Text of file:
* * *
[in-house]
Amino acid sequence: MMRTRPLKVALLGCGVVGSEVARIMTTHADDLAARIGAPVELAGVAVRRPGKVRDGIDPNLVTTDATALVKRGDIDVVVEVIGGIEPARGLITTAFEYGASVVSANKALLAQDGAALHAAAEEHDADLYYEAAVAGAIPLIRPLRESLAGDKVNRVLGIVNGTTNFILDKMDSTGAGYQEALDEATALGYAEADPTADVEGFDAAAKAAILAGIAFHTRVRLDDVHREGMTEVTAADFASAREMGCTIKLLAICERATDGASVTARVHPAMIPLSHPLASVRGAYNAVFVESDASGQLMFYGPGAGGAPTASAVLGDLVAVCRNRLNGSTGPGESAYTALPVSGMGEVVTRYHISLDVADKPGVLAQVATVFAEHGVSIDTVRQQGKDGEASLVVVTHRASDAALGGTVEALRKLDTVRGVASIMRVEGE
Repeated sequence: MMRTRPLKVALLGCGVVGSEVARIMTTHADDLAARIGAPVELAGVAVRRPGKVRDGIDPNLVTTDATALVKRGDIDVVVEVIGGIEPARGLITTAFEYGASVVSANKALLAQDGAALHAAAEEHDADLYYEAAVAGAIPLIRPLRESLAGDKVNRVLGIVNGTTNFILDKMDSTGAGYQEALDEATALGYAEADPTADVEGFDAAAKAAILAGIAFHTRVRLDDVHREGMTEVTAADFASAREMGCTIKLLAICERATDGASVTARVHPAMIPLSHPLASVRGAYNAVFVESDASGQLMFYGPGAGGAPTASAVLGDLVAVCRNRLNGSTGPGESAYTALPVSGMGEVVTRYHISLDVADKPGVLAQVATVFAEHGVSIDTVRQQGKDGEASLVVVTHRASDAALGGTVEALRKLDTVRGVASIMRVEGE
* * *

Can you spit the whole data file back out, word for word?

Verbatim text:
[in-house]
Amino acid sequence: MMRTRPLKVALLGCGVVGSEVARIMTTHADDLAARIGAPVELAGVAVRRPGKVRDGIDPNLVTTDATALVKRGDIDVVVEVIGGIEPARGLITTAFEYGASVVSANKALLAQDGAALHAAAEEHDADLYYEAAVAGAIPLIRPLRESLAGDKVNRVLGIVNGTTNFILDKMDSTGAGYQEALDEATALGYAEADPTADVEGFDAAAKAAILAGIAFHTRVRLDDVHREGMTEVTAADFASAREMGCTIKLLAICERATDGASVTARVHPAMIPLSHPLASVRGAYNAVFVESDASGQLMFYGPGAGGAPTASAVLGDLVAVCRNRLNGSTGPGESAYTALPVSGMGEVVTRYHISLDVADKPGVLAQVATVFAEHGVSIDTVRQQGKDGEASLVVVTHRASDAALGGTVEALRKLDTVRGVASIMRVEGE
Repeated sequence: MMRTRPLKVALLGCGVVGSEVARIMTTHADDLAARIGAPVELAGVAVRRPGKVRDGIDPNLVTTDATALVKRGDIDVVVEVIGGIEPARGLITTAFEYGASVVSANKALLAQDGAALHAAAEEHDADLYYEAAVAGAIPLIRPLRESLAGDKVNRVLGIVNGTTNFILDKMDSTGAGYQEALDEATALGYAEADPTADVEGFDAAAKAAILAGIAFHTRVRLDDVHREGMTEVTAADFASAREMGCTIKLLAICERATDGASVTARVHPAMIPLSHPLASVRGAYNAVFVESDASGQLMFYGPGAGGAPTASAVLGDLVAVCRNRLNGSTGPGESAYTALPVSGMGEVVTRYHISLDVADKPGVLAQVATVFAEHGVSIDTVRQQGKDGEASLVVVTHRASDAALGGTVEALRKLDTVRGVASIMRVEGE